Motives of Martyrdom in Christianity

“Then they will deliver you up to tribulation, and will kill you, and you will be hated by all nations for My name’s sake.” (Matthew 24:9)

We cannot understand martyrdom in Christianity, or estimate its sanctity, unless we know the motives that led those holy ones to their death as if it were an enjoyable journey. Early Christians had spiritual principles that changed their outlook for life. Of these principles are:

The Transitory Nature of this Life                      

This world is temporary compared with eternal life. “For our light affliction, which is but for a moment, is working for us a far more exceeding and eternal weight of glory, while we do not look at the things which are seen, but at the things which are not seen. For the things which are seen are temporary, but the things which are not seen are eternal” (2Cor. 4:17, 18)

“But this I say, brethren, the time is short, so that from now on even those who have wives should he as though they had none, those who weep as though they did not weep, those who rejoice as though they did not rejoice, those who buy as though they did not possess, and those who use this world as not misusing it. For the form of this world is passing away” (1 Cor 7:29, 30)

They are strangers in the world. They always remember the inspired words of the Holy Apostles, “Beloved, I beg you as sojourners and pilgrims, abstain from fleshly lusts which war against the soul” (2 Pet. 2:11).

St. Paul, after speaking about the heroes of faith in the Old Testament, wrote, “These all died in faith, not having received the promises, but having seen them afar off were assured of them, embraced them and confessed that they were strangers and pilgrims on the earth” (Heb 11:13).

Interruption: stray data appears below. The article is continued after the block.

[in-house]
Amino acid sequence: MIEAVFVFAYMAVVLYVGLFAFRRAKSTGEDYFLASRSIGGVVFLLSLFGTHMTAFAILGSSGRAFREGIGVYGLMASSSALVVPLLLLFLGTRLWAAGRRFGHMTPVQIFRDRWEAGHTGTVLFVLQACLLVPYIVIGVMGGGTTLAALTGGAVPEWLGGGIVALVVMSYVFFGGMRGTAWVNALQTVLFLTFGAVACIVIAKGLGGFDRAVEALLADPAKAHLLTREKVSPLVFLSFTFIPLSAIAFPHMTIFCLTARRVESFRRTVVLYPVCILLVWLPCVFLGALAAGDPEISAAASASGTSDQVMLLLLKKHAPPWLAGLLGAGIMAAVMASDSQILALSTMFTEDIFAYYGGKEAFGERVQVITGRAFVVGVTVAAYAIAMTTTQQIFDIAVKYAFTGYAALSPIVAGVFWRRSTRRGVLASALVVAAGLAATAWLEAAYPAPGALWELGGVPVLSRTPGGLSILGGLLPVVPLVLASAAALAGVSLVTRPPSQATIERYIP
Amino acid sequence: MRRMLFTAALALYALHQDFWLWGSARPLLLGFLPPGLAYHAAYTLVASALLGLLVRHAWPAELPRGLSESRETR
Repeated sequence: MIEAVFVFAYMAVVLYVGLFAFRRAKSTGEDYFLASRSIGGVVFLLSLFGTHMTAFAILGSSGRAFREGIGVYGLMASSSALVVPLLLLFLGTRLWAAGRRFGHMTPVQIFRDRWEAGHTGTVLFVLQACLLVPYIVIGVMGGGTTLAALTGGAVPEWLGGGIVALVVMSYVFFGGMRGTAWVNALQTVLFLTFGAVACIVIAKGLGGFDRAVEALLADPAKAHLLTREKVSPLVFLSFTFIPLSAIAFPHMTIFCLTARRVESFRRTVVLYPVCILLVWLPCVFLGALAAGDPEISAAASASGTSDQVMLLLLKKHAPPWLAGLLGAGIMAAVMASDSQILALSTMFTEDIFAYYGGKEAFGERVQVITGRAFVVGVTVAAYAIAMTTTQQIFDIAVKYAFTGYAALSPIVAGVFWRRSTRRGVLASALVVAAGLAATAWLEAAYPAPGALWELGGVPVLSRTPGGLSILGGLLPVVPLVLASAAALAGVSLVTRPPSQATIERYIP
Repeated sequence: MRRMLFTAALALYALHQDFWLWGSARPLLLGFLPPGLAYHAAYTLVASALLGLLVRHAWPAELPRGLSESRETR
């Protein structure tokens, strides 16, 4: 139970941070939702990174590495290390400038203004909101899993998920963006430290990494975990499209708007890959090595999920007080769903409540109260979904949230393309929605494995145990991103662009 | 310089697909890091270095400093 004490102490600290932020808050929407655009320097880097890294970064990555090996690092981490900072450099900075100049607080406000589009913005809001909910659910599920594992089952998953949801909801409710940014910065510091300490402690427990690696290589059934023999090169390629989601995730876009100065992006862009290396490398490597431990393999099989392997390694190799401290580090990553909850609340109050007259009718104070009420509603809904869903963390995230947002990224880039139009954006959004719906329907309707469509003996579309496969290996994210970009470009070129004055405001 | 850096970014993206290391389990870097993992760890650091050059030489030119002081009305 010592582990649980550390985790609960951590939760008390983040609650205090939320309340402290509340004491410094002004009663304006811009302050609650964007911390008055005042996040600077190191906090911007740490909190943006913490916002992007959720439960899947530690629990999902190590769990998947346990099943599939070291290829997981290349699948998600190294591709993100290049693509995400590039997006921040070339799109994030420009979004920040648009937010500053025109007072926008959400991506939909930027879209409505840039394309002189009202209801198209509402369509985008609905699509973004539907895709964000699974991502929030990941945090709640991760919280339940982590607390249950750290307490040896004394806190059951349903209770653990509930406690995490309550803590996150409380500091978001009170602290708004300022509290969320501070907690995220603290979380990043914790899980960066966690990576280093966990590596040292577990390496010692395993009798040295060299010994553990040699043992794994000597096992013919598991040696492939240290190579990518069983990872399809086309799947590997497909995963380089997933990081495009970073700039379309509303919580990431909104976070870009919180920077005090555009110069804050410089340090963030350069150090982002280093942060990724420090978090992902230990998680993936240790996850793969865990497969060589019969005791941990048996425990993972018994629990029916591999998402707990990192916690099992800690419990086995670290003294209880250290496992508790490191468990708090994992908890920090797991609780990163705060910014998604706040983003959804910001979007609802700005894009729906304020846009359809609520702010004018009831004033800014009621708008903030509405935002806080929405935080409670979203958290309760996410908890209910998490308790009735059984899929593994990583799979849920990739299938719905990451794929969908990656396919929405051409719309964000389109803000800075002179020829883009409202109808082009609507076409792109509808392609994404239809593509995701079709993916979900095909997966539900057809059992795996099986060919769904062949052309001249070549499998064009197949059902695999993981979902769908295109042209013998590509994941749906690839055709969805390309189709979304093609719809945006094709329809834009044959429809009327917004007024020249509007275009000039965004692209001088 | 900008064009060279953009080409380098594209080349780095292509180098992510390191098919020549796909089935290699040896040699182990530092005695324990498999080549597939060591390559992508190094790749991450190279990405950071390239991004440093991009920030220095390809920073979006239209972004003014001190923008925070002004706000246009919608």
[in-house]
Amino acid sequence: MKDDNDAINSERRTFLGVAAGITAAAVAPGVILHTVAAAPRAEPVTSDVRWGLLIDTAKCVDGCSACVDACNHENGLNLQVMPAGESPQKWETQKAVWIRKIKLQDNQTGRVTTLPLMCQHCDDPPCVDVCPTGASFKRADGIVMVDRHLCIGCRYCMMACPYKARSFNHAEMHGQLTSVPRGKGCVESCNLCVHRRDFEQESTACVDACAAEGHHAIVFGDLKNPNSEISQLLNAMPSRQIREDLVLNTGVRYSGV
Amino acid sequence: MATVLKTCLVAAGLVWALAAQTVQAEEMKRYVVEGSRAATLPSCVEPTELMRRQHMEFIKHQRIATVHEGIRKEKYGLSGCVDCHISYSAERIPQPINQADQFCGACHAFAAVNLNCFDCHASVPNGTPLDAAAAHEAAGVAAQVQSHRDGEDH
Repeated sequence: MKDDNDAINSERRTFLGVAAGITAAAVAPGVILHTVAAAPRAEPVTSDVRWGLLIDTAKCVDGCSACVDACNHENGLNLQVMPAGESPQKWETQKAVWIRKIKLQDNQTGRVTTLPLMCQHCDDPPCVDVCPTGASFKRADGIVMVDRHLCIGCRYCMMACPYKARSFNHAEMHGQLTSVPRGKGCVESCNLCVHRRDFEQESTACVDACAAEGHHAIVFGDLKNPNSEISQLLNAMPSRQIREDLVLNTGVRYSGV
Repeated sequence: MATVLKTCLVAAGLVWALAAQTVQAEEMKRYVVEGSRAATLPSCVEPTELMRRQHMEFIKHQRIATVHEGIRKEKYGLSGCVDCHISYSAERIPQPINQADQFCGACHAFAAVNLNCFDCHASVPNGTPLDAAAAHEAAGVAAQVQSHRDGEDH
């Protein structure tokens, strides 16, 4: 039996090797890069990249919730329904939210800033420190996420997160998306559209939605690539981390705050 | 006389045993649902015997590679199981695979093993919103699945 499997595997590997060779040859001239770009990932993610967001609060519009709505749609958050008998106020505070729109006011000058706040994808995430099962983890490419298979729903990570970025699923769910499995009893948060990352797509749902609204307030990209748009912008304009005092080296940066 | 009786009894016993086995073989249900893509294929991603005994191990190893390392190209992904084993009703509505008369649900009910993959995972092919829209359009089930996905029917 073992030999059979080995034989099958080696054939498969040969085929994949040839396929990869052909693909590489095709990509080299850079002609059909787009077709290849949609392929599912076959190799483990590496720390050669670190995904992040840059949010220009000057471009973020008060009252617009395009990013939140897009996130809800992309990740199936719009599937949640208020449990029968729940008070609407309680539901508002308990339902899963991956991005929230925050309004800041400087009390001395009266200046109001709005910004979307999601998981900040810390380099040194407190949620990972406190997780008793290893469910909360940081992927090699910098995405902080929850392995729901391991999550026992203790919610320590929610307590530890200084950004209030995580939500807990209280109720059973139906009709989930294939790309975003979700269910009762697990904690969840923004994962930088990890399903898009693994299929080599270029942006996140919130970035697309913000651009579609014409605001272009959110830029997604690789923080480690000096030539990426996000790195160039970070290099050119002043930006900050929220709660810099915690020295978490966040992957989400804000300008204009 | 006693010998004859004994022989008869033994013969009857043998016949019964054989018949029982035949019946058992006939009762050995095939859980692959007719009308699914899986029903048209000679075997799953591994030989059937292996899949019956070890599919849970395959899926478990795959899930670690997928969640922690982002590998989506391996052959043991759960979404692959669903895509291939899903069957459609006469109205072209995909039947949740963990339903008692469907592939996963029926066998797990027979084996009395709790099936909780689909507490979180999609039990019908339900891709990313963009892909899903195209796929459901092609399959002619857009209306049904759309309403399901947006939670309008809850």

This world lies under the sway of the wicked one and this life is full of suffering, pain and tribulations: “We know that we are of God, and the whole world lies under the sway of the wicked one” (1 Jn 5:19).  “These things I have spoken to you, that in Me you may have peace. In the world you will have tribulation; but be of good cheer, I have overcome the world” (Jn 16:33).

By comparison with the other life, it is said: “And God will wipe away every tear from their eyes; there shall be no more death, nor sorrow, nor crying. There shall be no more pain, for the former things have passed away” (Re 21:4).

The Eternal Glory of Heaven

They believed that the end of the world’s tribulations lead to great glory in heaven: “He who loves his life will lose it, and he who hates his life in this world will keep it for eternal life” (Jn 12:25). “Most assuredly, I say to you, unless a grain of wheat falls into the ground and dies, it remains alone; but if it dies, it produces much grain” (Jn 12:24).

“Most assuredly, I say to you that you will weep and lament, but the world will rejoice; and you will be sorrowful, but your sorrow will be turned into joy. A woman, when she is in labor, has sorrow because her hour has come; but as soon as she has given birth to the child, she no longer remembers the anguish, for joy that a human being has been born into the world. Therefore you now have sorrow; but I will see you again and your heart will rejoice, and your joy no one will take from you.” (Jn 16:20–22).  “For I consider that the sufferings of this present time are not worthy to be compared with the glory which shall be revealed in us.” (Ro 8:18; see also Rev 7:9-17; 1 Cor. 2:9; and 1 Jn. 3:2).

For all these reasons they abandoned worldly and material things. They followed the wisdom of Job as he said, “And he said: “Naked I came from my mother’s womb, and naked shall I return there. The Lord gave, and the Lord has taken away; blessed be the name of the Lord” (Job 1:21).

They desired and longed for departure and being with Christ. This strong desire was supported by the Lord’s promises: “In My Father’s house are many mansions; if it were not so, I would have told you. I go to prepare a place for you. And if I go and prepare a place for you, I will come again and receive you to Myself; that where I am, there you may be also” (Jn 14:2–3)

They did that out of fervent love. Saints and martyrs loved the Lord Jesus Christ and kept the first and the greatest commandment from all their hearts, minds, souls and strength. They applied His words, “He who loves father or mother more than Me is not worthy of Me. And he who loves son or daughter more than Me is not worthy of Me.”

By H.G. Bishop Youannis of Gharbia